“if U.S. cities can move past the fractured transportation landscape and embrace the challenge, their slow start isn’t necessarily a bad thing; it might even help officials avoid the mistakes of bad apps and refine the successes of good ones.”

Chicago has a long way to go before it can embrace and make use of technology across all of its public-private partnerships. Finding a way to integrate the data on ridership from Divvy, with the public transit usage stats from Ventra-carded services Pace and CTA, as well as Metra, could lead to some public transit innovation and some cost savings alongside transit improvements. Maybe claims of creating a “smart city” with “big data” could lead to some movement, but without improved partnerships and governance across transit organizations, Chicago’s public transportation situation seems destined to fester.

9/16/14 Update:

Jason Prechtel wrote in an earlier Gapers Block column about the role of the RTA (regional transportation authority) which oversees the CTA, Pace, and Metra and which was responsible for uniting the three under one common payment system, Ventra. Prechtel on the RTA and Ventra:

“…both Gov. Quinn’s office and the SouthtownStar have called for finding ways to reduce waste and bureaucracy and eventually overhaul the entire regional transit system.

From this perspective, the need for a system like Ventra makes sense. Uniting transit fare payment under a single system is one major step towards merging the transit systems together under the RTA umbrella, and reducing overall transit costs and inter-agency squabbles.”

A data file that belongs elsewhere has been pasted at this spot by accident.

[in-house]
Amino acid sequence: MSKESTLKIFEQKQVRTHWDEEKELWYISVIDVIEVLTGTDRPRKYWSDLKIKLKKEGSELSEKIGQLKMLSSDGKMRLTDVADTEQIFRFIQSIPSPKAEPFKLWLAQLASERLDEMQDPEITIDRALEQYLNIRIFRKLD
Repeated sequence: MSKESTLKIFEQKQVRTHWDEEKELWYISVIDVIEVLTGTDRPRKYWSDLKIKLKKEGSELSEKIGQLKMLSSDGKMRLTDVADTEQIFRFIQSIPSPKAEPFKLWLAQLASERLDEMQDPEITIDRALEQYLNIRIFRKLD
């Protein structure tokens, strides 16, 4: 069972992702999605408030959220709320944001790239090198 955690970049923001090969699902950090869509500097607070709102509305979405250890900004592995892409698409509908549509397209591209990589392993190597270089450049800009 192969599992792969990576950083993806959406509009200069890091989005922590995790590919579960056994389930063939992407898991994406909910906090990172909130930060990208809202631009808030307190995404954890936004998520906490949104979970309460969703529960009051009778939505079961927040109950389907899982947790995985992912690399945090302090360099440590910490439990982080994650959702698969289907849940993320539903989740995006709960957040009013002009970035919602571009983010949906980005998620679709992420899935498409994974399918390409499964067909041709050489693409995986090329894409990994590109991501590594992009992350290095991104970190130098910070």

While that common payment system has been plagued with controversy and difficulties, perhaps the efforts of the RTA could lead to a unified transportation app for Chicagoans.

The Evolution of Music Listening

Pitchfork recently published a great longform essay on music streaming. It covered the past, history, and present of music streaming, and brought up a lot of great points. These are my reactions.

The piece discussed how “the “omnivore” is the new model for the music connoisseur, and one’s diversity of listening across the high/low spectrum is now seen as the social signal of refined taste.” It would be interesting to study how this omnivority splits across genres, age groups, and affinities. I find myself personally falling into omnivore status, as I am never able to properly define my music taste according to genre, and my musical affinities shift daily, weekly, monthly, with common themes.

Also discussed is the cost of music, whether it be licensing, royalties, or record label advances. Having to deal with the cost of music is a difficult matter. I wonder if I would have been such a voracious consumer of music if I hadn’t grown up with so many free options with the library, the radio, and later, music blogs. Now that I’m older, I make the effort to purchase music when I feel the artist deserves it, but as I distance myself (incidentally, really) from storing music on my computer, that effort becomes less important to expend.

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Work, Sleep, Accessibility

Here’s what was important this week…

I went home sick yesterday. Even though it is a good decision for my health, I still felt bad leaving work. Often I feel like I might be more productive though, working different hours, or even less hours. Other countries allow for leisure time throughout the work day, like a two hour long extended lunch. America, despite the increasing efficiencies produced by a continuing offloading of human work to machines (computers, robots, mechanization), seems destined (doomed?) to continue down the habitual path of an 8-hour work day (with potential for more work or availability, depending on the profession).